FTI Consulting is handling the Chapter 11 filing of Boy Scouts of America as the 110-year-old group uses the process to create a Victims Compensation Trust to arrange financial settlements with the thousands of men who say they were molested by scoutmasters.
The filing lists BSA assets from $1B to $10B and liabilities from $500M to $1B.
The Associated Press compares the BSA sex abuse scandal to that of the Catholic Church outrage and predicts court proceedings “could be one of the biggest, most complex bankruptcies ever seen.”
The abuse fallout has cut the number of youths participating in BSA programs in half from more than 4M during the 1970s to less than 2M today. The BSA has tried to counter that decline by admitting girls to its program.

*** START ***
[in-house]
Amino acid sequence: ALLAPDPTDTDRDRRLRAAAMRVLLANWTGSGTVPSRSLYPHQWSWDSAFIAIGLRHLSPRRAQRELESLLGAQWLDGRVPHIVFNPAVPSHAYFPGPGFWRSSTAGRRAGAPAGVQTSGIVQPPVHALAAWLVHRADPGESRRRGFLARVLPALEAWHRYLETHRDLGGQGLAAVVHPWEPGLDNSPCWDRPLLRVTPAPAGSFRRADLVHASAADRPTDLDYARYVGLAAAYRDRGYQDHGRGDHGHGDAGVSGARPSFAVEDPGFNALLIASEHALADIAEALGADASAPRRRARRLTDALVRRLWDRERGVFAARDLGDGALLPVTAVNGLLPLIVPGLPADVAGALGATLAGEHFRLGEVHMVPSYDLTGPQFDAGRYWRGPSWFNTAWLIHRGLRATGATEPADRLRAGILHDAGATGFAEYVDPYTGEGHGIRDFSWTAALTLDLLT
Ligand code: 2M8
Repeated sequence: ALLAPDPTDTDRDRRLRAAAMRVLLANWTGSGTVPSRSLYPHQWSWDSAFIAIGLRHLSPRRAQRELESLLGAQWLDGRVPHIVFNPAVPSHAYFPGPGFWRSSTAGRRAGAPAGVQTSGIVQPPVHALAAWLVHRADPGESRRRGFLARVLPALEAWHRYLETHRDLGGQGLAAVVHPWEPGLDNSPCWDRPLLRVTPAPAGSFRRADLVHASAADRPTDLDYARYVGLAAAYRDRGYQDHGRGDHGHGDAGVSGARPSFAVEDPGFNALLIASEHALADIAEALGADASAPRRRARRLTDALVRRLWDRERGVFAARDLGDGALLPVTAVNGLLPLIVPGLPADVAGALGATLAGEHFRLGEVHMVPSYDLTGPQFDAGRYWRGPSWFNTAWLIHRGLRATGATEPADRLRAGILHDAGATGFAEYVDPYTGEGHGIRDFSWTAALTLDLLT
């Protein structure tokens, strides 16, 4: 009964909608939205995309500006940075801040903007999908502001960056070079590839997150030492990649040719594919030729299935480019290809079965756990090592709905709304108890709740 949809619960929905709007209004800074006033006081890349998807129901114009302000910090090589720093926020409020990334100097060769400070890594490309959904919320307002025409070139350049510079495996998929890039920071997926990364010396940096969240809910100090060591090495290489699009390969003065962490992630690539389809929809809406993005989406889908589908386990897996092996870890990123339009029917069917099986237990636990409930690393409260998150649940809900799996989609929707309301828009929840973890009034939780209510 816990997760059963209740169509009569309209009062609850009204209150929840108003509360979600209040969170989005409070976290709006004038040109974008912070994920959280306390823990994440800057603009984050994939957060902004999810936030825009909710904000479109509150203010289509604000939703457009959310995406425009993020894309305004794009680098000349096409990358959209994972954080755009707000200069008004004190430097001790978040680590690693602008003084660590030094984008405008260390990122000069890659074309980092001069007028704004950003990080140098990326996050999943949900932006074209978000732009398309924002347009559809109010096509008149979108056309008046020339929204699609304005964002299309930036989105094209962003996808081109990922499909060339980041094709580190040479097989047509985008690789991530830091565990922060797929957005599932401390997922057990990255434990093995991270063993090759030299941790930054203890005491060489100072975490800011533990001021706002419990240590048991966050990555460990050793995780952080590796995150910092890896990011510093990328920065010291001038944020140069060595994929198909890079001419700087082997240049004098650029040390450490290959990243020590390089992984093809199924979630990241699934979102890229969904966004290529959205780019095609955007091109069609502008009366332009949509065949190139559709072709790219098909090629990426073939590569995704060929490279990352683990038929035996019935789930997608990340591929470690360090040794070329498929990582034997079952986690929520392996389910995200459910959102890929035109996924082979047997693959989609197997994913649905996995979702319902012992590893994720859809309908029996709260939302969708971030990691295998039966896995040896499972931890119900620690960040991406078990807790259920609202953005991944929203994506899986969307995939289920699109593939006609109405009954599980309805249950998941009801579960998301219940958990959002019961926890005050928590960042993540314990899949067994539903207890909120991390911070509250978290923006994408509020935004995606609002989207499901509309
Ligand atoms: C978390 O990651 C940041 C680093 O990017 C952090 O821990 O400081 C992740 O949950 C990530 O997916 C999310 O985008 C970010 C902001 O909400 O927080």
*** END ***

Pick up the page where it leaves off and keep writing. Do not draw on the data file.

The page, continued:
Roger Mosby, BSA CEO, said while the organization can’t undo the trauma suffered by victims of sex abuse, the proposed Trust will “provide equitable compensation to all victims while maintaining the BSA’s important mission.”
Local BSA councils are separate legal enties from Irving, TX-headquartered BSA. They are not involved in the Chapter 11 filing.